Evan Ferrari – Music geek and Strategic Planner

Evan is that guy you ask to hook you up with a new mixtape or playlist when your current one gets old, he talks a lot of trash about basketball to everyone or anyone and he’s a Strategic Planning Director at Saatchi & Saatchi LA.  At age 11 he was called a poser on the playground for wearing Vans and ever since he’s had a passion for understanding the authenticity surrounding youth, street wear, music and sports. He’s been fortunate to find a profession where his passions occasionally come in handy and is still frightened of being called a poser when he wears his Vans since he hasn’t skated in well over a decade.

What are you working on right now?

Well, I’m not really allowed to talk about what’s going TODAY, but I will say that having Toyota as a client continues to give me some of the most fascinating work I’ll ever do in my career. I’m also blessed to work with amazing people everyday.

3 Trends that excite you?

Teenagers are buying record players! My fiancé’s 15-year-old niece just got a record player for her birthday, that’s amazing. I rode my bike down to Fingerprints records in Long Beach to support Record Store Day and the staff was exhausted from selling so much in one day. I also love that record companies are releasing vinyl albums with a code to download the MP3 version of the same record for free. Hopefully the music industry has a trend on their hands and people will finally demand that their music sounds as rich and warm as their HD TV sets project colors.

LA’s comfort food revolution is amazing, all the gourmet hamburger shops. A reaction to all the stress of the recession? Could be. I love watching all the skinny hipsters act like hamburger experts when you know they were probably vegetarians a year ago. It’s good for LA though, I’m proud of it.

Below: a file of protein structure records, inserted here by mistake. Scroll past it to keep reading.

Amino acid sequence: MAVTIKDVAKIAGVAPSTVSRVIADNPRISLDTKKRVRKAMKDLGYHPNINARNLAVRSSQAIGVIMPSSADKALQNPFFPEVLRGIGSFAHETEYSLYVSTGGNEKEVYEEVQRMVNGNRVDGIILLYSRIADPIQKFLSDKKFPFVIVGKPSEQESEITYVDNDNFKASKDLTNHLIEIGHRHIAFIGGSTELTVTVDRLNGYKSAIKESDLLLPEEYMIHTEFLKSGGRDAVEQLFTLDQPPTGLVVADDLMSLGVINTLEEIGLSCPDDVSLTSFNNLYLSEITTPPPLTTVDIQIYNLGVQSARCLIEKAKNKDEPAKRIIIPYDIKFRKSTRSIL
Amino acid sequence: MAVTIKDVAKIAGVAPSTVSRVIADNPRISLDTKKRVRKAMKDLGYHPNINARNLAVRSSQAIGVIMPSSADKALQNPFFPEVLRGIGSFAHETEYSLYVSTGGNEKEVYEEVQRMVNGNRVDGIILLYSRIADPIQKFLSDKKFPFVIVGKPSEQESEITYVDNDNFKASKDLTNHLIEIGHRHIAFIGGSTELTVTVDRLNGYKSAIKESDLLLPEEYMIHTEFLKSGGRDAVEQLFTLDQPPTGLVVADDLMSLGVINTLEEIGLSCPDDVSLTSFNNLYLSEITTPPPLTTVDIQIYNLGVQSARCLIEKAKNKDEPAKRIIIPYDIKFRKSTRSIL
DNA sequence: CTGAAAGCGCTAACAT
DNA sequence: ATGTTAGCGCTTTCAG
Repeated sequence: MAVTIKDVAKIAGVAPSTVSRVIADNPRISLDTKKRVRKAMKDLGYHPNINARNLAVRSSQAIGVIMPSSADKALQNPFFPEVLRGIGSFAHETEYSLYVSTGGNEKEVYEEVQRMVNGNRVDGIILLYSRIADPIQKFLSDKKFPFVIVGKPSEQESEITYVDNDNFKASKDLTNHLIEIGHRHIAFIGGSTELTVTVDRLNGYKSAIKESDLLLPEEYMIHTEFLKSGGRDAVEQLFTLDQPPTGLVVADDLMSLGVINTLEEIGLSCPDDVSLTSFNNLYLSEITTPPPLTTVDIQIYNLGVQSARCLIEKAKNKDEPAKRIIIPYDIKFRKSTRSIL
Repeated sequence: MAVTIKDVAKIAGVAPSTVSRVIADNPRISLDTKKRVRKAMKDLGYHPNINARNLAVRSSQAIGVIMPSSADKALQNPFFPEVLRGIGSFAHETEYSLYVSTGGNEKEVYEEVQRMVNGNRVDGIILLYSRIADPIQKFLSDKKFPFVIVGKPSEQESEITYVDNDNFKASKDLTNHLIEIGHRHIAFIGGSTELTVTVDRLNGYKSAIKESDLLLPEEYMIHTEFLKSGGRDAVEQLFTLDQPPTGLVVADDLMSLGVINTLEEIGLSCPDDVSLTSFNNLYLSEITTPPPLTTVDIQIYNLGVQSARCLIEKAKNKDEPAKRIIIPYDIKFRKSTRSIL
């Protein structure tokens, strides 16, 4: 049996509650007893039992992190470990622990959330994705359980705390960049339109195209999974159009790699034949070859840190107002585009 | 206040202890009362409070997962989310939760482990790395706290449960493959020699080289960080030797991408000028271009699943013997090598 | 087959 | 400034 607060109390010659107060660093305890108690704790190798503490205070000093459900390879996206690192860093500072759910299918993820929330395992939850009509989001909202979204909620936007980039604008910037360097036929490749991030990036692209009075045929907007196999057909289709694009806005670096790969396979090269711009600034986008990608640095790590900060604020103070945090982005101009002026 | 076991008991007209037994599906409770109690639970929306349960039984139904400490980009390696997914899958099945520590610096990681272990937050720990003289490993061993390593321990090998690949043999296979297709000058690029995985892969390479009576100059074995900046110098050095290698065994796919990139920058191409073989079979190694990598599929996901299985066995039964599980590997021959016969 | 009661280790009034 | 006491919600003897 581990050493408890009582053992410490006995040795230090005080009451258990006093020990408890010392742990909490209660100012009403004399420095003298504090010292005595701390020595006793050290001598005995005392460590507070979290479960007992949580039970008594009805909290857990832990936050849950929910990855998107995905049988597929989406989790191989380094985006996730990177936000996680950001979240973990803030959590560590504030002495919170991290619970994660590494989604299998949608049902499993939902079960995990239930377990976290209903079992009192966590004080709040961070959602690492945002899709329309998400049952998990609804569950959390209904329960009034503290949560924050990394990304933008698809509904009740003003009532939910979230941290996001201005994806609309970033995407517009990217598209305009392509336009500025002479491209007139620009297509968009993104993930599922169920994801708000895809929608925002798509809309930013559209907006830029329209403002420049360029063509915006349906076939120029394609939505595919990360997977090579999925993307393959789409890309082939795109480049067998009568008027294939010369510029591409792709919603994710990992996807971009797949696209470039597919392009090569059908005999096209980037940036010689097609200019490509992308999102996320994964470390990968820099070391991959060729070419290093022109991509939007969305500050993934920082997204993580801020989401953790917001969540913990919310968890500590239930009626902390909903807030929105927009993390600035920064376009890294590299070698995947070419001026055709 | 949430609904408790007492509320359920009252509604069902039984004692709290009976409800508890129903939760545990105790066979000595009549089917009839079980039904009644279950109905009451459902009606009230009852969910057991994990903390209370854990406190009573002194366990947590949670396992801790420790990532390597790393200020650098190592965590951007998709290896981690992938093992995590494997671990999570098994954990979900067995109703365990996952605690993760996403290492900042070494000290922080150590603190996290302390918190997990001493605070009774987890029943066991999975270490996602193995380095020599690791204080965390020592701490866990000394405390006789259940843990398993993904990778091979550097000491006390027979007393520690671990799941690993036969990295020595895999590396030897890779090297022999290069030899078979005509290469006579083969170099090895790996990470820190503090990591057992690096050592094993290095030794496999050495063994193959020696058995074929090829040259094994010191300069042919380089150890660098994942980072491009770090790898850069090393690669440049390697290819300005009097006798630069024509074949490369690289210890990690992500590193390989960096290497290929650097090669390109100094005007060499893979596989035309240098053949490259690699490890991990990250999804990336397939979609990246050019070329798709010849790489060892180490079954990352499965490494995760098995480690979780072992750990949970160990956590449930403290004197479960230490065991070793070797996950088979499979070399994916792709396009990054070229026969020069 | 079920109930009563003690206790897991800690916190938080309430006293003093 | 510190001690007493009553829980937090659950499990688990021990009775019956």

Being old school is always a good thing. I love that brands like GANT have shifted away from making clothes for “office casual” and can make real clothes for real dudes.

There’s something so great about authenticity isn’t there?

How do you bring ideas to life?

By understanding a truth in life or in people and connecting it with whatever it is you’re trying to communicate. Years ago I listened to a panel discussion at SXSW with Public Enemy about how to write a protest song (Fight the Power) and even artists understand that you need to find something to motivate people. They started with James Brown and went from there.

What is one mistake that you made, and what did you learn from it?

I lost the brakes on my bike when I was a kid and after amazingly dodging three trees, for some reason I gave up and decided I would just hit the fourth one and suffer the consequences. Dislocated my shoulder and still have some scars. Had I pulled off dodging the fourth tree, Evan Ferrari: BMX Legend. I don’t give up on anything anymore. I’m also a Chicago Cubs fan.

What is one business idea that you’re willing to give away to our readers?

I have this idea, I’ll probably never get to do it. It’s hardwood basketball courts for pick up basketball games, but there’s a live DJ while you play. You pay some bucks to play all day and the DJ announces your games and spins some jams when you pull off some epic moves. I’d pay $25 for a night after work for that, I doubt I’m alone.

What is one book and one tool (i.e., piece of software) that helps you bring ideas to life?

Bartlett’s Roget’s Thesaurus saves my ass all the time.

Also, I wouldn’t be where I am today if it wasn’t for iMovie and Quicktime Pro. Back in the day, those two pieces of software made me look like a Planning Martin Scorsese when I didn’t have the money for Final Cut.

What’s your greatest professional accomplishment?

I got to work on The Beatles for EMI for a minute. It was mind blowing.

What’s you favorite curse word?